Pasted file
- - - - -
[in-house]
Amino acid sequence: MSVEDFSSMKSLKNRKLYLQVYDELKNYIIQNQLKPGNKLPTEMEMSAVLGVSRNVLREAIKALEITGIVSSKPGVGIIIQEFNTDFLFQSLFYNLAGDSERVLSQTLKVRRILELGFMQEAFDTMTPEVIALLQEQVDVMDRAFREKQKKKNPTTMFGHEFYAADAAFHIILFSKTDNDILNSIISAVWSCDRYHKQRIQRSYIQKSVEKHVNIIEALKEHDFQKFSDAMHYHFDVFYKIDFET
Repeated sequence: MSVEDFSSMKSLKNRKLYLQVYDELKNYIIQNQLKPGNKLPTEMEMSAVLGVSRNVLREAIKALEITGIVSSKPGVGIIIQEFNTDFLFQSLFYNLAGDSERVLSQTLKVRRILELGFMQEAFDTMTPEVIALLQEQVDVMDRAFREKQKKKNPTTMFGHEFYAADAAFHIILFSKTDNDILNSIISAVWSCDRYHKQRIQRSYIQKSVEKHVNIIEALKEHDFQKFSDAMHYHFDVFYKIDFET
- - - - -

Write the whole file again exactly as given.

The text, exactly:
[in-house]
Amino acid sequence: MSVEDFSSMKSLKNRKLYLQVYDELKNYIIQNQLKPGNKLPTEMEMSAVLGVSRNVLREAIKALEITGIVSSKPGVGIIIQEFNTDFLFQSLFYNLAGDSERVLSQTLKVRRILELGFMQEAFDTMTPEVIALLQEQVDVMDRAFREKQKKKNPTTMFGHEFYAADAAFHIILFSKTDNDILNSIISAVWSCDRYHKQRIQRSYIQKSVEKHVNIIEALKEHDFQKFSDAMHYHFDVFYKIDFET
Repeated sequence: MSVEDFSSMKSLKNRKLYLQVYDELKNYIIQNQLKPGNKLPTEMEMSAVLGVSRNVLREAIKALEITGIVSSKPGVGIIIQEFNTDFLFQSLFYNLAGDSERVLSQTLKVRRILELGFMQEAFDTMTPEVIALLQEQVDVMDRAFREKQKKKNPTTMFGHEFYAADAAFHIILFSKTDNDILNSIISAVWSCDRYHKQRIQRSYIQKSVEKHVNIIEALKEHDFQKFSDAMHYHFDVFYKIDFET